Relaxation of the overseas rule likely to stunt development of talented young Englishmen
Monday 12 August 2002
One of the main objectives of Lord MacLaurin in his years as chairman of the England and Wales Cricket Board was to streamline and transform the County Championship so that it would become a more efficient and swifter production line for future Test cricketers. In spite of the sometimes unexpected opposition he encountered, he made a good start.
Splitting the 18 counties into two divisions began the process of trying to concentrate excellence in the top division. Then, the best players would be constantly pitted against each other producing higher levels of competition so that the eventual step up to Test cricket would not be so huge.
The counties, in general, have been more than a little squeamish about this. Some feared that the lower division was likely to become their permanent home, which would obviously not help their income-producing potential and might lead to their extinction. This is the third season with two divisions, but still much remains to be done.
To make sure that there is the best possible concentration of excellence in the top flight, it would be necessary to make it easy for the most promising young players to change counties and effectively leapfrog into the top division. Then, to allow human nature to play its part, it would make sense to ensure that the players in the top division are paid more than those in the second.
These are issues that Lord MacLaurin's successor, whether he is Michael Soper, of Surrey, or David Morgan, of Glamorgan, will have to consider. But, before that is done, the new incumbent will have to see how the present system copes with the changes that have recently been forced upon the County Championship.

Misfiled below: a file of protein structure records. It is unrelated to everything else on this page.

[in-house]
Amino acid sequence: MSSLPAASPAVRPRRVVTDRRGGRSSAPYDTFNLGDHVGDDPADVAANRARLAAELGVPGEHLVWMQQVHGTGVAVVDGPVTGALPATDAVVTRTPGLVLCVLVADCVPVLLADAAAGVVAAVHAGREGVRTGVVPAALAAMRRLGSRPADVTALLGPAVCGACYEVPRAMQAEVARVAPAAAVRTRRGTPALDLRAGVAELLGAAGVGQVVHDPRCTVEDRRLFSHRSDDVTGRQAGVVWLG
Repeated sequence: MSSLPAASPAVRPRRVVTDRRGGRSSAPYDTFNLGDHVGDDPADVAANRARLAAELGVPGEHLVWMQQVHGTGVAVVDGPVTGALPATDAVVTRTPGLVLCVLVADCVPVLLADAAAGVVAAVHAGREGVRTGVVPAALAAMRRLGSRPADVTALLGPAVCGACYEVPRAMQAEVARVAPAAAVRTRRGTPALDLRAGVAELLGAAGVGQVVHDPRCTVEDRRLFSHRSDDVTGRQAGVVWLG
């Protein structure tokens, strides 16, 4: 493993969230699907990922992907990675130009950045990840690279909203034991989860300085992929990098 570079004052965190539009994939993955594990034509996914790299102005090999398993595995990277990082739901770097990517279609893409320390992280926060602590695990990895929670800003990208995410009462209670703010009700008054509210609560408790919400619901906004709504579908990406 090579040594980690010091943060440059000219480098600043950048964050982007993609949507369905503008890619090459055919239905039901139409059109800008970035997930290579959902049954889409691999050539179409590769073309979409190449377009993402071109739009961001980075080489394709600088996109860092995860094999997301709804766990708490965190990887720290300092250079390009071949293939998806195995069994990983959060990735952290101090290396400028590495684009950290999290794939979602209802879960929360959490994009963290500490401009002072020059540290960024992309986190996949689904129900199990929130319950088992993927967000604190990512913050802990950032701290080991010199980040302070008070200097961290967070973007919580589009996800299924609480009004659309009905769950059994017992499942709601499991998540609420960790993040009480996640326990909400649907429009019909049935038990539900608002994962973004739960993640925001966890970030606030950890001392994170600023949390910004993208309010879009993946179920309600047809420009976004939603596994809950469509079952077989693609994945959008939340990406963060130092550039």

Two years ago central contracts were introduced to give the England coach more control over his main players. While the principle of central contracts must be a good one, there have been some unfortunate side-effects, one of which is that regular England players will take part in fewer and fewer county matches.
The international fixture list during the English summer has been expanded so that now there are seven Test matches and a triangular competition of 10 one-day matches. Next year there will be 13 one-day games for Pakistan, who are on standby in case Zimbabwe are forced to pull out of the tour, will play three against England in a separate mini-competition. Then there will be the periods when Duncan Fletcher decides that certain members of his squad should rest rather than turn out for their counties.
Yorkshire, last year's champions, who are at the moment close to bankruptcy which is in itself unthinkable, and Surrey, the favourites to take the title this year, are the teams likely to be most severely affected with each having three centrally-contracted players.
It has been decided that one way round this dilemma is to relax the rule which at present allows counties to play only one overseas player so that from next year they will be able to play two. This will help the counties make up for the loss of their England players although the danger is that the overseas players will be given the responsibilities which should really go to young Englishmen.
The counties will obviously want to employ the best available overseas players and to get value for their money they are likely to open the bowling or to bat at No 3, which will restrict the opportunities for young Englishmen. The ever-expanding one-day programme round the world will mean that counties will not be able to acquire the services of the best overseas players when they are needed by their own countries.
This will force them to look at the next in line and so county cricket will again become a finishing school for young overseas players. This will become a rod for England's back for, as they develop and reach their own Test sides, they will return to make England's batsmen and bowlers suffer in the future.
We will also see each year the unseemly scramble for overseas players which has been going on recently as the English season enters its last month. Many of the counties overseas signings are now returning to play for their countries in the various one-day competitions which are endlessly springing up to bolster the profits of television companies.
Even Steve and Mark Waugh have swallowed their pride and agreed to make a fast buck or two by joining Kent and Essex for their last few matches as these two counties and others go headlong for silverware or promotion. It is good to see that competition is vibrant, although it is sad that the chance is not being taken to bring on the best talent from the county second XIs.
But cups and/or promotion are a better way of immediately improving bank balances than nurturing untested talent. It is an eternal dichotomy highlighted all too clearly by Yorkshire's present plight.
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